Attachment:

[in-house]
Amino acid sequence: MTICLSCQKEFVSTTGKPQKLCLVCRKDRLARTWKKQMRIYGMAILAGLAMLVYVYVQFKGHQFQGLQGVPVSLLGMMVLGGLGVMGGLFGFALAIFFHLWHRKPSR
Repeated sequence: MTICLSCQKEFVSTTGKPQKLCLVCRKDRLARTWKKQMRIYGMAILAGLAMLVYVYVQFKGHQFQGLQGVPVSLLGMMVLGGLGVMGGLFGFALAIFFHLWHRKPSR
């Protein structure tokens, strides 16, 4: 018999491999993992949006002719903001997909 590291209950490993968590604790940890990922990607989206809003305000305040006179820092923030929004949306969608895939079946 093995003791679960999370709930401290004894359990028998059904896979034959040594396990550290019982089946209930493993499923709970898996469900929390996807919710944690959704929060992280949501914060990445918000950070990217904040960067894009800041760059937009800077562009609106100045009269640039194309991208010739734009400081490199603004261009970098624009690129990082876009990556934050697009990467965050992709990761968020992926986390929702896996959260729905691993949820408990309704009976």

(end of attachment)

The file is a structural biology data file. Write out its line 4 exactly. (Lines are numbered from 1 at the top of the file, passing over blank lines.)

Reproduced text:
């Protein structure tokens, strides 16, 4: 018999491999993992949006002719903001997909 590291209950490993968590604790940890990922990607989206809003305000305040006179820092923030929004949306969608895939079946 093995003791679960999370709930401290004894359990028998059904896979034959040594396990550290019982089946209930493993499923709970898996469900929390996807919710944690959704929060992280949501914060990445918000950070990217904040960067894009800041760059937009800077562009609106100045009269640039194309991208010739734009400081490199603004261009970098624009690129990082876009990556934050697009990467965050992709990761968020992926986390929702896996959260729905691993949820408990309704009976």